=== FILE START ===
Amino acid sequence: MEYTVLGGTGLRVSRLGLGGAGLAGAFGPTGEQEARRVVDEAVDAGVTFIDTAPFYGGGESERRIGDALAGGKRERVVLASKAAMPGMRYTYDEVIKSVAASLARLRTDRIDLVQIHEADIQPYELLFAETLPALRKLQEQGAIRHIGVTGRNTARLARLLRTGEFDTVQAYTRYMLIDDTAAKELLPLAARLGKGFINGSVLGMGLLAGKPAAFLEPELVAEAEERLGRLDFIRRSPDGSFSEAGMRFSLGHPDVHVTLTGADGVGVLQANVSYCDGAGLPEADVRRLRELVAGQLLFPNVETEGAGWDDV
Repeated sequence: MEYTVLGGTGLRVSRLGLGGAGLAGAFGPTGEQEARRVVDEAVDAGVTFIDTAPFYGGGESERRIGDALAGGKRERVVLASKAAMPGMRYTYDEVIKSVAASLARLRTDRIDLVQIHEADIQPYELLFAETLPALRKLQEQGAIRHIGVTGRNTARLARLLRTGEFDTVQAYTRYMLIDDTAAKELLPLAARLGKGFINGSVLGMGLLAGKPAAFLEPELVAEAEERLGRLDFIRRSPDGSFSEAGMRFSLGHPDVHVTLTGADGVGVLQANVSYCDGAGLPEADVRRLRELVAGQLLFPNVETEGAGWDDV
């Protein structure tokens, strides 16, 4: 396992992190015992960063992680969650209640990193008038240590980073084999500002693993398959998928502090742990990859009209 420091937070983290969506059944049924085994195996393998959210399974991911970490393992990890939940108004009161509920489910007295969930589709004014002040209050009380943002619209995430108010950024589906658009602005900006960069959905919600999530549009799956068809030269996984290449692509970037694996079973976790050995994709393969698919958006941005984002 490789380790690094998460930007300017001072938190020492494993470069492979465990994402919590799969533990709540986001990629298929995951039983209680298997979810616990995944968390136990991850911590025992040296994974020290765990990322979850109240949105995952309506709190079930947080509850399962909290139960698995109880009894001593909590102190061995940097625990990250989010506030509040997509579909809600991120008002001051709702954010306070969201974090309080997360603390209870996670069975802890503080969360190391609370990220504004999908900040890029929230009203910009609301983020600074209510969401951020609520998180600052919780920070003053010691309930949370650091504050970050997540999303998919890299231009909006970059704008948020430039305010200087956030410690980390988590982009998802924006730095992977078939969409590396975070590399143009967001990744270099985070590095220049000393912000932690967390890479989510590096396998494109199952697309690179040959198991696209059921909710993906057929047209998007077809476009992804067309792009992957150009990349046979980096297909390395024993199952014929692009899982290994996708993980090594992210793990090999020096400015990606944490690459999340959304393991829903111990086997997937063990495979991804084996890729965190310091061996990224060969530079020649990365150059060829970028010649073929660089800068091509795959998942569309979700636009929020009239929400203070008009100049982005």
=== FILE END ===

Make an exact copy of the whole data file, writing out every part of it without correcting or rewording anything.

Amino acid sequence: MEYTVLGGTGLRVSRLGLGGAGLAGAFGPTGEQEARRVVDEAVDAGVTFIDTAPFYGGGESERRIGDALAGGKRERVVLASKAAMPGMRYTYDEVIKSVAASLARLRTDRIDLVQIHEADIQPYELLFAETLPALRKLQEQGAIRHIGVTGRNTARLARLLRTGEFDTVQAYTRYMLIDDTAAKELLPLAARLGKGFINGSVLGMGLLAGKPAAFLEPELVAEAEERLGRLDFIRRSPDGSFSEAGMRFSLGHPDVHVTLTGADGVGVLQANVSYCDGAGLPEADVRRLRELVAGQLLFPNVETEGAGWDDV
Repeated sequence: MEYTVLGGTGLRVSRLGLGGAGLAGAFGPTGEQEARRVVDEAVDAGVTFIDTAPFYGGGESERRIGDALAGGKRERVVLASKAAMPGMRYTYDEVIKSVAASLARLRTDRIDLVQIHEADIQPYELLFAETLPALRKLQEQGAIRHIGVTGRNTARLARLLRTGEFDTVQAYTRYMLIDDTAAKELLPLAARLGKGFINGSVLGMGLLAGKPAAFLEPELVAEAEERLGRLDFIRRSPDGSFSEAGMRFSLGHPDVHVTLTGADGVGVLQANVSYCDGAGLPEADVRRLRELVAGQLLFPNVETEGAGWDDV
């Protein structure tokens, strides 16, 4: 396992992190015992960063992680969650209640990193008038240590980073084999500002693993398959998928502090742990990859009209 420091937070983290969506059944049924085994195996393998959210399974991911970490393992990890939940108004009161509920489910007295969930589709004014002040209050009380943002619209995430108010950024589906658009602005900006960069959905919600999530549009799956068809030269996984290449692509970037694996079973976790050995994709393969698919958006941005984002 490789380790690094998460930007300017001072938190020492494993470069492979465990994402919590799969533990709540986001990629298929995951039983209680298997979810616990995944968390136990991850911590025992040296994974020290765990990322979850109240949105995952309506709190079930947080509850399962909290139960698995109880009894001593909590102190061995940097625990990250989010506030509040997509579909809600991120008002001051709702954010306070969201974090309080997360603390209870996670069975802890503080969360190391609370990220504004999908900040890029929230009203910009609301983020600074209510969401951020609520998180600052919780920070003053010691309930949370650091504050970050997540999303998919890299231009909006970059704008948020430039305010200087956030410690980390988590982009998802924006730095992977078939969409590396975070590399143009967001990744270099985070590095220049000393912000932690967390890479989510590096396998494109199952697309690179040959198991696209059921909710993906057929047209998007077809476009992804067309792009992957150009990349046979980096297909390395024993199952014929692009899982290994996708993980090594992210793990090999020096400015990606944490690459999340959304393991829903111990086997997937063990495979991804084996890729965190310091061996990224060969530079020649990365150059060829970028010649073929660089800068091509795959998942569309979700636009929020009239929400203070008009100049982005």